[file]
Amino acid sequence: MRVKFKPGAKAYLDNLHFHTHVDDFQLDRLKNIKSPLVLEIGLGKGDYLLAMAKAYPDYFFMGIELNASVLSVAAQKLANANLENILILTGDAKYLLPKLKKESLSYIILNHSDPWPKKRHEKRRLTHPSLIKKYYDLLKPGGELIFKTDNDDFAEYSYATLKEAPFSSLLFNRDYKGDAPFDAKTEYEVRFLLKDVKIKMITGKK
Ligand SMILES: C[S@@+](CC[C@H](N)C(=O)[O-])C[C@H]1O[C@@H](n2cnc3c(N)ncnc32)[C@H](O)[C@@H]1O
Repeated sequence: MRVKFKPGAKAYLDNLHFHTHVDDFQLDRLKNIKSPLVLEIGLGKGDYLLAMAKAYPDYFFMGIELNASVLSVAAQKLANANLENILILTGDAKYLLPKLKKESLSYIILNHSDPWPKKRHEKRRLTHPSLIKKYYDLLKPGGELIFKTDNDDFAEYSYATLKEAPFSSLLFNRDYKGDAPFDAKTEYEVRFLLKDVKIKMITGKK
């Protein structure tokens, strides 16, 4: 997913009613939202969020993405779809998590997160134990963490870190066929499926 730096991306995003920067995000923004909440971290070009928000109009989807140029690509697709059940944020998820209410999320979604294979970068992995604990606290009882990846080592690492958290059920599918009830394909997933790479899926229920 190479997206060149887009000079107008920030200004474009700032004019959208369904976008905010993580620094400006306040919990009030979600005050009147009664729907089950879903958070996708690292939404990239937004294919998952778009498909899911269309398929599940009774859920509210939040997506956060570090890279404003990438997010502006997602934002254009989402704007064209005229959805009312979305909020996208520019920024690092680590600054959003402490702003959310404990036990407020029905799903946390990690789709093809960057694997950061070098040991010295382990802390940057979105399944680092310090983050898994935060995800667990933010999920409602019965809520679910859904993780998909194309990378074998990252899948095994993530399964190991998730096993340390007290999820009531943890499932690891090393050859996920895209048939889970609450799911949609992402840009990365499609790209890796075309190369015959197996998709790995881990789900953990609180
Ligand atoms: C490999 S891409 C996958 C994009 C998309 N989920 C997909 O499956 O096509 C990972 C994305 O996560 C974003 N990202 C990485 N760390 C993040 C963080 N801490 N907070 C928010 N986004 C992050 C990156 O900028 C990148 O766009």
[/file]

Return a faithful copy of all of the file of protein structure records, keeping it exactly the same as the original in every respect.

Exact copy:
Amino acid sequence: MRVKFKPGAKAYLDNLHFHTHVDDFQLDRLKNIKSPLVLEIGLGKGDYLLAMAKAYPDYFFMGIELNASVLSVAAQKLANANLENILILTGDAKYLLPKLKKESLSYIILNHSDPWPKKRHEKRRLTHPSLIKKYYDLLKPGGELIFKTDNDDFAEYSYATLKEAPFSSLLFNRDYKGDAPFDAKTEYEVRFLLKDVKIKMITGKK
Ligand SMILES: C[S@@+](CC[C@H](N)C(=O)[O-])C[C@H]1O[C@@H](n2cnc3c(N)ncnc32)[C@H](O)[C@@H]1O
Repeated sequence: MRVKFKPGAKAYLDNLHFHTHVDDFQLDRLKNIKSPLVLEIGLGKGDYLLAMAKAYPDYFFMGIELNASVLSVAAQKLANANLENILILTGDAKYLLPKLKKESLSYIILNHSDPWPKKRHEKRRLTHPSLIKKYYDLLKPGGELIFKTDNDDFAEYSYATLKEAPFSSLLFNRDYKGDAPFDAKTEYEVRFLLKDVKIKMITGKK
């Protein structure tokens, strides 16, 4: 997913009613939202969020993405779809998590997160134990963490870190066929499926 730096991306995003920067995000923004909440971290070009928000109009989807140029690509697709059940944020998820209410999320979604294979970068992995604990606290009882990846080592690492958290059920599918009830394909997933790479899926229920 190479997206060149887009000079107008920030200004474009700032004019959208369904976008905010993580620094400006306040919990009030979600005050009147009664729907089950879903958070996708690292939404990239937004294919998952778009498909899911269309398929599940009774859920509210939040997506956060570090890279404003990438997010502006997602934002254009989402704007064209005229959805009312979305909020996208520019920024690092680590600054959003402490702003959310404990036990407020029905799903946390990690789709093809960057694997950061070098040991010295382990802390940057979105399944680092310090983050898994935060995800667990933010999920409602019965809520679910859904993780998909194309990378074998990252899948095994993530399964190991998730096993340390007290999820009531943890499932690891090393050859996920895209048939889970609450799911949609992402840009990365499609790209890796075309190369015959197996998709790995881990789900953990609180
Ligand atoms: C490999 S891409 C996958 C994009 C998309 N989920 C997909 O499956 O096509 C990972 C994305 O996560 C974003 N990202 C990485 N760390 C993040 C963080 N801490 N907070 C928010 N986004 C992050 C990156 O900028 C990148 O766009």